This idea wasn’t so simple to execute. We spent many hours in meetings just deliberating which papers to present and how to convey their data effectively with a goal of ensuring a coherent narrative arc for the Winter quarter curriculum. It was difficult to incorporate everything that each individual presenter wanted to emphasize while still fitting all of the topics into just nine presentations, and we wanted to make principled, thoughtful choices. Helping each other along with the unfamiliar statistical methods, psychological theories, and mathematical models, we discussed each paper in detail and practiced our presentations over pizza. Feedback from the diverse group itself was both scientifically critical and uniquely supportive. With our anxieties countered by excitement and strong friendship, we signed up for our presentation dates on the shared excel doc from our journal club instructors, listing paper after paper about bias.
Initially, there was some pushback about using the Journal Club for this endeavor. Jessie told us, “A lot of the pushback was that this isn’t neuroscience and that this is not a relevant outlet for this. You could have your own journal club. I’m pretty sure that the only people who would show up to that are the ones who are feeling like they are most immediately suffering from this discrimination. First of all, this puts all the work on the people who are already not benefitting from it. Secondly, it doesn’t help address the propagation of this bias throughout academia.” Kei, a first year who attended the journal club, said that his initial reaction to the introduction of the series included “a little bit of trepidation because I’ve done many of these trainings which are very surface level. You’re aware of the situation but not told either the data behind it or what to do about it. I find that you very quickly go from being unaware, which is not good, straight into despair, which is also not good.”
Our hard work paid off, evidence by an overwhelmingly positive response from attendees of the journal club. Jessica Diaz, a third-year who attended the journal club, said that the Winter quarter presentations were “challenging but also a fun way to learn to think critically about the literature in a field about which I know little.” When asked what she learned from the presentations, Jessica said “I learned that ‘chilly climate’ is the name for that phenomenon of not-quite-warm-welcome and not-quite-fitting-in perceived by women and underrepresented minorities in some fields. I also learned that there might be tiny interventions that might result in a slight shift of the environment or slight shift of mindset to really help improve substantially the experiences of individuals or groups.”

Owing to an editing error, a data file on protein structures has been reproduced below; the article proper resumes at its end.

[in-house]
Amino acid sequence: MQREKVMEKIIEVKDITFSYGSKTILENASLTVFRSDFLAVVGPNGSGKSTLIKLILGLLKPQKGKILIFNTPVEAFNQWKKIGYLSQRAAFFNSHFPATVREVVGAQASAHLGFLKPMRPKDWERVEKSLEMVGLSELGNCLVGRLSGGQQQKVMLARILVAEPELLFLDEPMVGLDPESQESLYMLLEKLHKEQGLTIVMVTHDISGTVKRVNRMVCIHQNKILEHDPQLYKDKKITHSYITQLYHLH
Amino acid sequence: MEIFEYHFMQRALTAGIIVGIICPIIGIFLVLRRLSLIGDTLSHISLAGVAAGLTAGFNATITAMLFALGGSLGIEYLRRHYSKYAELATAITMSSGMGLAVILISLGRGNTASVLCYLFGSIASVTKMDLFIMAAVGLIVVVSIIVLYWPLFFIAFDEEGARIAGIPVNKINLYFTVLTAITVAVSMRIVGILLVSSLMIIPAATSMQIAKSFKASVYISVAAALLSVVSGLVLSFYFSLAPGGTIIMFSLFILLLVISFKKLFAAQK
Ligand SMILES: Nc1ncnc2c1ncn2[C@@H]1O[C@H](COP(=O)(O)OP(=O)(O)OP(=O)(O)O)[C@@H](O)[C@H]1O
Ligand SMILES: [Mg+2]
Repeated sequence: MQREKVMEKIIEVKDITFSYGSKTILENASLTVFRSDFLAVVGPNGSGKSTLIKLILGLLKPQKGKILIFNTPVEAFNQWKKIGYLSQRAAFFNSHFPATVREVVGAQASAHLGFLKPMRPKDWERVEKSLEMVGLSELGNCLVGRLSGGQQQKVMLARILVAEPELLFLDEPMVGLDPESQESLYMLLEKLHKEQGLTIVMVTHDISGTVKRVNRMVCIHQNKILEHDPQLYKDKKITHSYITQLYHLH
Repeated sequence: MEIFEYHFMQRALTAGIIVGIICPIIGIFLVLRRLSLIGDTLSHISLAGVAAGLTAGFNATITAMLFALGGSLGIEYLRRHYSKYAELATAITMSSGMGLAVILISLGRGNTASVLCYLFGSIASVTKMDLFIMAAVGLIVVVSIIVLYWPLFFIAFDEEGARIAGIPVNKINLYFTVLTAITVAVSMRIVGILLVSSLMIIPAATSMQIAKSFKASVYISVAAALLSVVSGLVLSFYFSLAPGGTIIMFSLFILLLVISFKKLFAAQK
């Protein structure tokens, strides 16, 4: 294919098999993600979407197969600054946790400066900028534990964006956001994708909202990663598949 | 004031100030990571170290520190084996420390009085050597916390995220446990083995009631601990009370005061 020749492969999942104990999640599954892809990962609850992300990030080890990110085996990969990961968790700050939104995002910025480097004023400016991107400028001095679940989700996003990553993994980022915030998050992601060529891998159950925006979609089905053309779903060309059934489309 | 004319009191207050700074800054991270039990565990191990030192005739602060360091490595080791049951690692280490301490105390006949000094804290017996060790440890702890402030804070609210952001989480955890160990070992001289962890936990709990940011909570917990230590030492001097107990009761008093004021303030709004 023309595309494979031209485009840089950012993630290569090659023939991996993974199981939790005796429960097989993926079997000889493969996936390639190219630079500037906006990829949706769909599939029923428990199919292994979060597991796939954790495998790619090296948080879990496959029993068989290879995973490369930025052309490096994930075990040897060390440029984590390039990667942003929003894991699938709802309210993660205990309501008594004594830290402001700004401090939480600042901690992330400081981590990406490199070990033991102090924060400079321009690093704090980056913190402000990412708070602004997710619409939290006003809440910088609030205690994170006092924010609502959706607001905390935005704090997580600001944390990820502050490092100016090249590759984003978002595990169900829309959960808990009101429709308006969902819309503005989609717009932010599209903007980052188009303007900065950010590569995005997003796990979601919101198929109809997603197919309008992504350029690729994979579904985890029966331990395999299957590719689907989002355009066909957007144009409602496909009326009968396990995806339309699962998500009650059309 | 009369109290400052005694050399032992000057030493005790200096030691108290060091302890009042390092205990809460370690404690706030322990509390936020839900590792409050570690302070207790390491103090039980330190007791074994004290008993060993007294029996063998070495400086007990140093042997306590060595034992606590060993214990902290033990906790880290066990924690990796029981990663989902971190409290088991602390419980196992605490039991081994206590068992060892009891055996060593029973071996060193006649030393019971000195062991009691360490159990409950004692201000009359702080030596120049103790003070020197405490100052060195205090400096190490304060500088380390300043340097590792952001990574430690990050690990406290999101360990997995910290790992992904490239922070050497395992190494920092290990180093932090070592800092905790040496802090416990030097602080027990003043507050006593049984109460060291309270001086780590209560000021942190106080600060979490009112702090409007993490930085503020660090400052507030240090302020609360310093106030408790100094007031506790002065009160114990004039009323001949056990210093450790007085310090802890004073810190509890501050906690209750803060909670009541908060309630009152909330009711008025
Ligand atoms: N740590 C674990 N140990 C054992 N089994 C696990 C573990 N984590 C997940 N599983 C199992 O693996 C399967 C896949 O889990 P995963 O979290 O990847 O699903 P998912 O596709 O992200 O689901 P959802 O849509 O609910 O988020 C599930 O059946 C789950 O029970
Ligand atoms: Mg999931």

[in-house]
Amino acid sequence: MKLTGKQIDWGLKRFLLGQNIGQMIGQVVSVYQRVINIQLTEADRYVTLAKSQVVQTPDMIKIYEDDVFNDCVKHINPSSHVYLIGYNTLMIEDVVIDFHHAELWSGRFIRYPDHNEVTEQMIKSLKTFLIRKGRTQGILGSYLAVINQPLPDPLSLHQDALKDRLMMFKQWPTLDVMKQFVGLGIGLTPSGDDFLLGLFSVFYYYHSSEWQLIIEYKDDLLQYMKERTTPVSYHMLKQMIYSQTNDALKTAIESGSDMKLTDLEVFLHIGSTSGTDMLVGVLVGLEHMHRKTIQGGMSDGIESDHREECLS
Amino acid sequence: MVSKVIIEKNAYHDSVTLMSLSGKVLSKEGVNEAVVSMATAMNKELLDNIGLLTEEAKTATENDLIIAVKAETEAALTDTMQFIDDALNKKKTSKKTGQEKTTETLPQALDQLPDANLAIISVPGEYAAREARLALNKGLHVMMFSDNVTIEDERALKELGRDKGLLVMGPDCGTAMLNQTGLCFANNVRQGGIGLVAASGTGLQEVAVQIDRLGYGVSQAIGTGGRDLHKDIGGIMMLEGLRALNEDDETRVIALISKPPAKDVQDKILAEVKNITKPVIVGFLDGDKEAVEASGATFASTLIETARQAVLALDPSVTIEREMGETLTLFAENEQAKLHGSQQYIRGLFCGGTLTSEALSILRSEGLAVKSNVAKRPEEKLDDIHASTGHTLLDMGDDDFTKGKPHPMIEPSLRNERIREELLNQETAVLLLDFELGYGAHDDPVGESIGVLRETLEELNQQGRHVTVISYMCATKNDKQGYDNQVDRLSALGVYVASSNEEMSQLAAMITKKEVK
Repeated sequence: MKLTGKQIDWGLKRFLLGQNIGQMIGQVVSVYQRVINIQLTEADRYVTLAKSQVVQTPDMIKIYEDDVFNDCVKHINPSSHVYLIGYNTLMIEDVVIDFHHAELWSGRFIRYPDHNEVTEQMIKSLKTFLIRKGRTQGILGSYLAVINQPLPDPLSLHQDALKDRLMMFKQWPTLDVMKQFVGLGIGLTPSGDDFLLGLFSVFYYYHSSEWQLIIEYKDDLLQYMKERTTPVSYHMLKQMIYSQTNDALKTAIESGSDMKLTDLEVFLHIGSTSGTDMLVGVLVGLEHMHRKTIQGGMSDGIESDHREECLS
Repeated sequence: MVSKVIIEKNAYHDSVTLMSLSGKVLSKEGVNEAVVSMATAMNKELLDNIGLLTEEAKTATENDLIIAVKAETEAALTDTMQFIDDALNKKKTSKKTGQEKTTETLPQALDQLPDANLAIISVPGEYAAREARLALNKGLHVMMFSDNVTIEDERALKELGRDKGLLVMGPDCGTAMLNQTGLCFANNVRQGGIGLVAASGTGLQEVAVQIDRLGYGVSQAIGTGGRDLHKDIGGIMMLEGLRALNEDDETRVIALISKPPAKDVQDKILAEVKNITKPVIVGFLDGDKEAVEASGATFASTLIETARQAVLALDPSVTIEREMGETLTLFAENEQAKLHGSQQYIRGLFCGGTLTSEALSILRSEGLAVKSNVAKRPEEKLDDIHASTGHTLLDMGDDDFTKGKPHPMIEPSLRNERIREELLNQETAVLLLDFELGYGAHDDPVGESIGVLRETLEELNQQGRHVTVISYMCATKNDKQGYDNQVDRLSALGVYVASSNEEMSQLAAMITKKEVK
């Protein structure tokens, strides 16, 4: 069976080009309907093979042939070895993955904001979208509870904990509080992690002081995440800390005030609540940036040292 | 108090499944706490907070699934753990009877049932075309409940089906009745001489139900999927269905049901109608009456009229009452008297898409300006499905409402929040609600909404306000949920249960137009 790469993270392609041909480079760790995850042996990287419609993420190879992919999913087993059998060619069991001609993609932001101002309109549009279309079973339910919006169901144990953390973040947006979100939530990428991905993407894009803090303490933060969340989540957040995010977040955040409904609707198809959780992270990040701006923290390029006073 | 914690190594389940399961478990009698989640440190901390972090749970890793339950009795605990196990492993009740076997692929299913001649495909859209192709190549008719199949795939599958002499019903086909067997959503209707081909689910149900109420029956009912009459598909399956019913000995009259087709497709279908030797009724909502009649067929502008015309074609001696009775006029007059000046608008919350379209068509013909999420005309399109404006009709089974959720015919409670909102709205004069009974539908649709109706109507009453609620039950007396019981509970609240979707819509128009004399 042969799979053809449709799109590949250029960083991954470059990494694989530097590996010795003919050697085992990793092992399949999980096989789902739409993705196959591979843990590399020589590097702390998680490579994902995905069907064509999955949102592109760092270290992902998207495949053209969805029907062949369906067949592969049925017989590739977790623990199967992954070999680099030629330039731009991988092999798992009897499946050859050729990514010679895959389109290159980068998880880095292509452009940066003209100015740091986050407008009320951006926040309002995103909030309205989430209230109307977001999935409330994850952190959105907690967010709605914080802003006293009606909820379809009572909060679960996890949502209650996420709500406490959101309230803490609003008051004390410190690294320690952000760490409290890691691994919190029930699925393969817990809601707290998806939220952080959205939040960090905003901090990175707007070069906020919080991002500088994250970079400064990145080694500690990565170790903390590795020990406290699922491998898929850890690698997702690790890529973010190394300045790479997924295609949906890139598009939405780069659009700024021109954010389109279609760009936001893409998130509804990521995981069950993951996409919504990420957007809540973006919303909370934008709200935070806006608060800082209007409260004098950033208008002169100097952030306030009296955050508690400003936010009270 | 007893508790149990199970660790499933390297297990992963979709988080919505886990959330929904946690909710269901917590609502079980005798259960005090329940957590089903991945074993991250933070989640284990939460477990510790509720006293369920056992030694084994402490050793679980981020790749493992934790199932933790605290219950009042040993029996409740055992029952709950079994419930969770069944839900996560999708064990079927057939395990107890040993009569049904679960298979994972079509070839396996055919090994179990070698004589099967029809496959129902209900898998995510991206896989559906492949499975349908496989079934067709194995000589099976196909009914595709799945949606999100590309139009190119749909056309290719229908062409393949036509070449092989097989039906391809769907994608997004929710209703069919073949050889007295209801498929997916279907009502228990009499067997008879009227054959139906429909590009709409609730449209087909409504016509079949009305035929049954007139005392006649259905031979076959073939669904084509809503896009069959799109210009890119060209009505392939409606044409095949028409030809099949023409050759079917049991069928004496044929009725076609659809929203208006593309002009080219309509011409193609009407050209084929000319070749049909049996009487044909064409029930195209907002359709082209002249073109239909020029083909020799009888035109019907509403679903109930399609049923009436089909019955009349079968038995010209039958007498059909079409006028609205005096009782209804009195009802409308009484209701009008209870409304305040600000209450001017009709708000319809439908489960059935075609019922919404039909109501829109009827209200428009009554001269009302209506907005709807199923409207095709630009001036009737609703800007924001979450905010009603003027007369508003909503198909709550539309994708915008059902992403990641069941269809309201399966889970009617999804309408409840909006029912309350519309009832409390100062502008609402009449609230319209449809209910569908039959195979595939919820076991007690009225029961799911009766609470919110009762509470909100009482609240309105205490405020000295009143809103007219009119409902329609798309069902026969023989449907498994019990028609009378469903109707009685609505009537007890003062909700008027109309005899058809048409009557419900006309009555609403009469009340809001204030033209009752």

The Journal Club series seems to have led to behavioral change as well, with many students reporting that they now pay more attention to who asks questions at seminars. This reflected a reported finding that the gender of the person asking the first question affects the genders of the following question askers. Eshed reflected on the experience as a presenter saying, “It’s probably too early to say, but I’d like to think that this experience has lowered my threshold to act in the future. I realized that my initial hesitation was unfounded: nobody got in trouble (whatever that would even mean), and the response was overwhelmingly positive from fellow students and course administration.” Kei also felt positively about the project’s effects, saying, “I have more specific tasks to focus on. I’ve tried to get my class to let women speak first in journal club, for example, with moderate success. I’ve tried to imagine walking down a street as a person of a different color.” The interventions that we discussed, including habit-breaking prejudice interventions and the use of virtual reality to reduce racism, seem to have really stuck with our audience.
With data and interventions in hand, the attendees and presenters of the journal club project feel empowered and hopeful about the future for women and minority groups in STEM. There are even discussions about continuing the trend of social science publications in future quarters of the Neurosciences Journal Club.